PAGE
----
There was once an old King named Ebioniol. He ruled over a vast and peaceful land of farmers, sheepherders and merchants; there were no wars and little illness; it was, by all accounts, and perfectly happy kingdom of people bustling about with the business of commerce.
Old Eboniol saw this and his heart swelled. “Look at my people,” he said to his advisors, “look at how happy and content they are. Surely we are wise to have ruled this way.”
“Yes, sire, it is true your people are happy,” one of his most senior wise men remarked. “But perhaps you are too content—with all the traveling men have to do to sell their wares, we are vulnerable to advances by the Dark King—in truth, he gathers his troops on our northernmost border.” Old King Ebional thought long and hard. The thought of losing his crown to the hated Dark King in the next valley was just too much to bear, so he smacked his fist against the armrest of his throne and decreed a new resolution:
“From this day forth, there will be a MarketFair at which people buy and sell goods.” It will be free to all who come, and no one will be turned away from selling their hard-earned products.”
Now before the MarketFair, farmers and merchants would have to travel thoughout the Kingdom in order to sell their wares; it was an arduous and dangerous way to make a living. Those who avoided the robbers and raiders did so after many days and weeks away; not a few honest farmers came home to empty homes and burned out barns. So you can imagine how successful the MarketFair became. It was simply the best place to buy and sell things–as this was a Kingdom of commerce, the idea was pure gold. At the Market Fair, the merchants and farmers would show up and pay a modest entry fee, find a stall and sell their goods. And though at first not many came, once word got out the people came in droves; they packed the MarketFair and the surrounding area. In order to stand out, merchants began building extravagant stalls; some were so fancy that it was hard to figure out how to enter and what, if anything, was for sale. Some even began to give things away. In fact, just about all the merchants gave out prizes and threw gold coins at the crowds; it began to resemble a carnival more than a MarketFair.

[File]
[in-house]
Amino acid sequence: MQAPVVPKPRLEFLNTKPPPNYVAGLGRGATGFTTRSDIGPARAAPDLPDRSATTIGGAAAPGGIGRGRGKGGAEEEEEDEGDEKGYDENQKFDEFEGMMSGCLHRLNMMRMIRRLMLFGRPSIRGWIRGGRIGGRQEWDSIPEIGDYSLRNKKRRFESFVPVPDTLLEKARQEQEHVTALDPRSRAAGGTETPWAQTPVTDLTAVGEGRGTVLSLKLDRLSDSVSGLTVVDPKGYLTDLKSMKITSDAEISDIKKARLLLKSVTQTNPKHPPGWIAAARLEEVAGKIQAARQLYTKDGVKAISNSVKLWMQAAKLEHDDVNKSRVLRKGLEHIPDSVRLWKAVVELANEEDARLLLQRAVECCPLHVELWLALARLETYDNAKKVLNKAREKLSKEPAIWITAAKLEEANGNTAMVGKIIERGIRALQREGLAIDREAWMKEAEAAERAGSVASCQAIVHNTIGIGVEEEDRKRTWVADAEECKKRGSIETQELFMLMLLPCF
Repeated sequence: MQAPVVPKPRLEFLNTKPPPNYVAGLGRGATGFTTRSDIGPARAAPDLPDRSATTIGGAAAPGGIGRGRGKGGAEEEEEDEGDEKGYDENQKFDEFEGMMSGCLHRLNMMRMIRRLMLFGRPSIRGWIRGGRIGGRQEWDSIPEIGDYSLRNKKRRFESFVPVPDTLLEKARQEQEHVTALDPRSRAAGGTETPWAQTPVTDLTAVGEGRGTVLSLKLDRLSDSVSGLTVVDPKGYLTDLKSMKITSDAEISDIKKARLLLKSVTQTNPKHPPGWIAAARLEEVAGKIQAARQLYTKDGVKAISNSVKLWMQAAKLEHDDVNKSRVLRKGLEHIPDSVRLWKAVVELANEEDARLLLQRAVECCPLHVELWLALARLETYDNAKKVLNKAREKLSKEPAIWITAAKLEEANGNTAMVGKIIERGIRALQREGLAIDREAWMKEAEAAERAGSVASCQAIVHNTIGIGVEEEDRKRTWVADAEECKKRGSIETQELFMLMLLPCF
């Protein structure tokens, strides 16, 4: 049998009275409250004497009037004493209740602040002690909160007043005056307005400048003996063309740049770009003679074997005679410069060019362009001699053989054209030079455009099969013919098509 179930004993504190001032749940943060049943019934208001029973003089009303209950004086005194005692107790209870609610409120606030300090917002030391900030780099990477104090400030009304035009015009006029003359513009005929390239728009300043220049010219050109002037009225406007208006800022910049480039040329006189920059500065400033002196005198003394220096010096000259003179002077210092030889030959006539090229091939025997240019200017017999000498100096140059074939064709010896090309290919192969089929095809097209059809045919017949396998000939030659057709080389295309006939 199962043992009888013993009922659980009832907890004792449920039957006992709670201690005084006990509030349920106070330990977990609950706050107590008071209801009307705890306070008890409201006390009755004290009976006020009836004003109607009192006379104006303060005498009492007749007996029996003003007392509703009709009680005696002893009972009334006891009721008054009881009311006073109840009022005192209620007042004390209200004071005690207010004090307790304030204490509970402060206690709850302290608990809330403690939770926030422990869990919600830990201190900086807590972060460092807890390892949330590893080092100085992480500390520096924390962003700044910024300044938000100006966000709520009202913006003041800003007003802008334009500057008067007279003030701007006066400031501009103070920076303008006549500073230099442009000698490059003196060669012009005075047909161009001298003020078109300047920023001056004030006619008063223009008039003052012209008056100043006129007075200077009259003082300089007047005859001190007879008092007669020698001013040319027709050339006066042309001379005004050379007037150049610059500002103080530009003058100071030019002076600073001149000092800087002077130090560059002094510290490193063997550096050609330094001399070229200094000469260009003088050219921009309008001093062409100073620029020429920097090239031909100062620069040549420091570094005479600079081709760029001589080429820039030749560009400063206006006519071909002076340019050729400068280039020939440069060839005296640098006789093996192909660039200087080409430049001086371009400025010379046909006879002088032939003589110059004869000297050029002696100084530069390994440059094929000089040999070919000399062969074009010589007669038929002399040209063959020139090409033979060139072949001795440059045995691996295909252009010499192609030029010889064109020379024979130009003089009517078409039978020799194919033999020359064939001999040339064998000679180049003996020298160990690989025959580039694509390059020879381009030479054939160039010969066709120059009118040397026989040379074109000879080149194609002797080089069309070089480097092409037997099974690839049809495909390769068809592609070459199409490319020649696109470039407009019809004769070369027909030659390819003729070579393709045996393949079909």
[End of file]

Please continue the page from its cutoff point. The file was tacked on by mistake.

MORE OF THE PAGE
Still others, would follow customers home and bang on their doors. “Let me in, let me in,” I can make your life much easier if you just tell me about yourself.”
Eboniol took note and grew dark. “Surely these farmers and blacksmiths are a dull-witted bunch of louts,” he said to his advisor. “Surely, they will come to their senses.”
But they did not, and so it was that people began to avoid the MarketFair. Some of the merchants began to grumble a little, and talk began in the caverns and at the laundry stone. True, not enough people are coming, but I’’m sure that will change. And even if it doesn’t, old King Eboniol will help us out again.”
Ebionol heard these things and grew angry; saw the merchants in their fine new satin clothes and prancing horses and set his jaw: no MarketFair vendors would receive another penny from the Royal Treasury. “From this day forth I set this decree: no MarketFair vendor shall receive as much as a bronze farthing from me, unless he can tell me how and when he’ll show a profit at his stall.”
The merchants just laughed. Times were good, and many people still enjoyed the MarketFair. So they kept building vain stalls to honor themselves, and kept giving away horses and tossing gold coins. Pretty soon the Market Fair got a little smaller; and then smaller again. The merchants and farmers who did not offer the best service, a fair price and a valued commodity were soon closing their shutters and selling their daughters into slavery. Some even took up in the queue outside Old Ebionol’s Palace: rumor was that his advisors would select a handful of merchants and fund them; thus giving them another shot at entry to the MarketFair.
And the Market continued to shrink, and times were bad. Merchants filled their bellies with good meat and beer; songs were sung and poets wrote odes to its brilliance.
Then one day the Market Fair got small enough that the remaining the merchants began to grow alarmed. Your Majesty, you must help us,” said the group’s Speaker to Eboinol. “The farmers can’t grow enough wheat to offset your fees, and the merchants can’t make goods fast enough just to turn a simple profit.”
It was then that Eboinol cried. And became regent to the Dark King for a farthing and a roasted pig.